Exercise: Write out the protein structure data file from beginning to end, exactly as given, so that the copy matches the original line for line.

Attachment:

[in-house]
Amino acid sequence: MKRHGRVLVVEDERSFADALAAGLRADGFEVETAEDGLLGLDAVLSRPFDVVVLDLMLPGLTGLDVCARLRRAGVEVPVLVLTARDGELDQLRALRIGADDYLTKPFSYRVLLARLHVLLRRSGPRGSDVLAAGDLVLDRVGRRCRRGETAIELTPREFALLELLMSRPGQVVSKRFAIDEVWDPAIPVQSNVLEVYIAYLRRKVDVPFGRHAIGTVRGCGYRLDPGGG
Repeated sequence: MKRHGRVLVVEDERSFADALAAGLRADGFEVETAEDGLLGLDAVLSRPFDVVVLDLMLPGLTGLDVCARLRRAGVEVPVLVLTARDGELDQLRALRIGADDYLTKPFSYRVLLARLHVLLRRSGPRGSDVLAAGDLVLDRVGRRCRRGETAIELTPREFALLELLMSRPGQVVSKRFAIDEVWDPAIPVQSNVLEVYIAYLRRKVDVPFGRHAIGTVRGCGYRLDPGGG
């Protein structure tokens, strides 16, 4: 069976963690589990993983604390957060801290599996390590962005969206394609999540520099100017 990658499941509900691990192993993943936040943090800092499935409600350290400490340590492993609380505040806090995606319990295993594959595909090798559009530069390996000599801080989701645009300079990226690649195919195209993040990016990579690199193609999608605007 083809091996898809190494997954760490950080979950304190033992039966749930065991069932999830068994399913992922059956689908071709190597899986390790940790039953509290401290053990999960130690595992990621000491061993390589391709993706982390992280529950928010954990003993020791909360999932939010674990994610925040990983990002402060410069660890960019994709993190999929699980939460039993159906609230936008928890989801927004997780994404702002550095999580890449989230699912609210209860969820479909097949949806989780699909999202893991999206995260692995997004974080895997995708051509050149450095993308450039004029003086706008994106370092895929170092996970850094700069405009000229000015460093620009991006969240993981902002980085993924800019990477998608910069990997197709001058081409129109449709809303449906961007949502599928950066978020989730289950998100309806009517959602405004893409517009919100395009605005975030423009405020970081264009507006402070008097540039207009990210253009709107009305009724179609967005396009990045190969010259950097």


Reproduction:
[in-house]
Amino acid sequence: MKRHGRVLVVEDERSFADALAAGLRADGFEVETAEDGLLGLDAVLSRPFDVVVLDLMLPGLTGLDVCARLRRAGVEVPVLVLTARDGELDQLRALRIGADDYLTKPFSYRVLLARLHVLLRRSGPRGSDVLAAGDLVLDRVGRRCRRGETAIELTPREFALLELLMSRPGQVVSKRFAIDEVWDPAIPVQSNVLEVYIAYLRRKVDVPFGRHAIGTVRGCGYRLDPGGG
Repeated sequence: MKRHGRVLVVEDERSFADALAAGLRADGFEVETAEDGLLGLDAVLSRPFDVVVLDLMLPGLTGLDVCARLRRAGVEVPVLVLTARDGELDQLRALRIGADDYLTKPFSYRVLLARLHVLLRRSGPRGSDVLAAGDLVLDRVGRRCRRGETAIELTPREFALLELLMSRPGQVVSKRFAIDEVWDPAIPVQSNVLEVYIAYLRRKVDVPFGRHAIGTVRGCGYRLDPGGG
């Protein structure tokens, strides 16, 4: 069976963690589990993983604390957060801290599996390590962005969206394609999540520099100017 990658499941509900691990192993993943936040943090800092499935409600350290400490340590492993609380505040806090995606319990295993594959595909090798559009530069390996000599801080989701645009300079990226690649195919195209993040990016990579690199193609999608605007 083809091996898809190494997954760490950080979950304190033992039966749930065991069932999830068994399913992922059956689908071709190597899986390790940790039953509290401290053990999960130690595992990621000491061993390589391709993706982390992280529950928010954990003993020791909360999932939010674990994610925040990983990002402060410069660890960019994709993190999929699980939460039993159906609230936008928890989801927004997780994404702002550095999580890449989230699912609210209860969820479909097949949806989780699909999202893991999206995260692995997004974080895997995708051509050149450095993308450039004029003086706008994106370092895929170092996970850094700069405009000229000015460093620009991006969240993981902002980085993924800019990477998608910069990997197709001058081409129109449709809303449906961007949502599928950066978020989730289950998100309806009517959602405004893409517009919100395009605005975030423009405020970081264009507006402070008097540039207009990210253009709107009305009724179609967005396009990045190969010259950097």